Supernova

20 February 2009 to 12 May 2009

‘What is your last step before vanishing into the dark?' Marco Goecke asks a dancer during a rehearsal for his new piece ‘Supernova'. In this choreography for three female and four male dancers, he wants to see the emergence, materialisation and disappearance of movement and light in the microcosm of the stage.

Supernova is when a star bursts into a brilliant explosion of light at the end of its life cycle, destroying itself.

The boundary between what the existence of thing and its disappearance has intrigued the choreographer for a long time. He develops the lighting for his pieces with designer Udo Haberland, which has almost become a trademark of Goecke's oeuvre. In previous creations, he also used light as a metaphor for the no-man's land between seeing and not seeing, existing and disappearing, which ‘Supernova' takes to an extreme, with super-slow fadeouts. Goecke is never satisfied with what is already there. He seeks the invisible, the dark side of the moon, the extreme. This not only resounds throughout the titles of early pieces (‘Alles' or ‘Nichts') but is most resolutely present in his language of movement.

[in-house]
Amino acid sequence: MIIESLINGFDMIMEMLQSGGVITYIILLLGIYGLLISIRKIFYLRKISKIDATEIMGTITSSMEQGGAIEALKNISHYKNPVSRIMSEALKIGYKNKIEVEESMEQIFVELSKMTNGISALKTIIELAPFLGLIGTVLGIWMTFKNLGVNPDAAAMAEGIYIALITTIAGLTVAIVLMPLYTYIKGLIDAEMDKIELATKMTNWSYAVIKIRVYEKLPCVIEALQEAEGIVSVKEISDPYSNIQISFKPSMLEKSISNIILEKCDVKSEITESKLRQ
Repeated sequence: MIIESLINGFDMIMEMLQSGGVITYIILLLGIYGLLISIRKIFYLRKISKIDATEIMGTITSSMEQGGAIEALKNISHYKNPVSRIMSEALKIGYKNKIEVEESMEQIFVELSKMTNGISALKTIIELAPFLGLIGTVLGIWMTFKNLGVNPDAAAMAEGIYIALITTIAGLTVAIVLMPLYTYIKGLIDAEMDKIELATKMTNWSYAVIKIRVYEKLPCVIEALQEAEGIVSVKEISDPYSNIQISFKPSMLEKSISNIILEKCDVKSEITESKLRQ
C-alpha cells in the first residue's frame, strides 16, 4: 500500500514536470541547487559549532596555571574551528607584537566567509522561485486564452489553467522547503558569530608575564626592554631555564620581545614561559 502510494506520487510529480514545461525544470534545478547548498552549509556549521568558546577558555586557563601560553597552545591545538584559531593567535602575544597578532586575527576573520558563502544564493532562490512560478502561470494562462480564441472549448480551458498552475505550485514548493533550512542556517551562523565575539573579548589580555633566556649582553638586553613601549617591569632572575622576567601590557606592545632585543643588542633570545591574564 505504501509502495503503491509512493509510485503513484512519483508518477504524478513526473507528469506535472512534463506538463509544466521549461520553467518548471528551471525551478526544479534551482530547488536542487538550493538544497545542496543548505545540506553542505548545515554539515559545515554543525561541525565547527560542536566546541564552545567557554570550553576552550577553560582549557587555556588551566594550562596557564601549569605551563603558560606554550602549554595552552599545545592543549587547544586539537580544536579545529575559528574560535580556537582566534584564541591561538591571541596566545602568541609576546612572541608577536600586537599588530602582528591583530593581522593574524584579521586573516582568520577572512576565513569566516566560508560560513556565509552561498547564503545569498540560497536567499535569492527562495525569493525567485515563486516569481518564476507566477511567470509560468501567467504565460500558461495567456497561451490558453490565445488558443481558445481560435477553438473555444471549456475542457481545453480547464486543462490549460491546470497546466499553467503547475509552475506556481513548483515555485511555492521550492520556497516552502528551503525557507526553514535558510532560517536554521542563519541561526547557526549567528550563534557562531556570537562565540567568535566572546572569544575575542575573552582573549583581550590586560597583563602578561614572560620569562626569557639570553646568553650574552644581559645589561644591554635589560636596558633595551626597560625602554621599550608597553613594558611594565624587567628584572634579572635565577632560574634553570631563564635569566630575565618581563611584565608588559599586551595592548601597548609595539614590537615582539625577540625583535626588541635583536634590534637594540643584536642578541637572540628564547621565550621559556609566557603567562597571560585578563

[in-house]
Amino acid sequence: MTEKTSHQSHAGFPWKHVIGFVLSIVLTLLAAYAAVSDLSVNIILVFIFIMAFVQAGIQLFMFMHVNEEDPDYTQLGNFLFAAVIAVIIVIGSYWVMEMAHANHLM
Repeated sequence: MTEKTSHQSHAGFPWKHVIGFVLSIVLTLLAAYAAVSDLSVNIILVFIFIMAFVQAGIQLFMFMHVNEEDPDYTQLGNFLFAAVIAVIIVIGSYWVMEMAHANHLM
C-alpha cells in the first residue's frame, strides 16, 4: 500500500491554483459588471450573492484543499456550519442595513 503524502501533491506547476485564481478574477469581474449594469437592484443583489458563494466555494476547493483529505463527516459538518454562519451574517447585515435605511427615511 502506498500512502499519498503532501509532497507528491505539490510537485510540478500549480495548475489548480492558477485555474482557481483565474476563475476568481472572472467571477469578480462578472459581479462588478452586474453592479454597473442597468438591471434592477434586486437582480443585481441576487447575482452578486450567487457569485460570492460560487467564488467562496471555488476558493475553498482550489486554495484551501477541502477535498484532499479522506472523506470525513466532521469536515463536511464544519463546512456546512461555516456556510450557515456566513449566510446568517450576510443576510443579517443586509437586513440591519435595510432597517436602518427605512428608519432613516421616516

Goecke is always on the lookout for the new, to make the impossible possible. He cites Einstein, who said that the only positive aspect of time is that nothing happens simultaneously. Goecke seizes this as an opportunity to defy the laws of nature: "In this scene, everything has to happen at the same time. Do it a thousand times quicker so that there's almost nothing because it's moving so fast", he says to Leslie Humbert who, with incredible precision, performs her already incredibly fast solo a tad quicker. Perfectly used to Goecke's way of working, the Scapino dancers are receptive to every challenge. In ‘Supernova' the choreographer who often has his dancers perform with their backs to the audience, experiments with even more unorthodox images. In his last piece for Les Ballets de Monte Carlo, he created a solo in which the dancer flipped 180 degrees on the floor.

In ‘Supernova' he carries this idea further - multiple dancers execute a pas de deux from two different perspectives. As always, movement is paramount, the setting minimal, limited to elementary props: salt, light and fire. The dancer Besim Hoti holds aloft a burning match that slowly burns itself out. "Beautiful, that particle of life", says Goecke, as he gazes in concentration at the last smouldering glimmer of this tiny, dying star. Until, finally, all is darkness.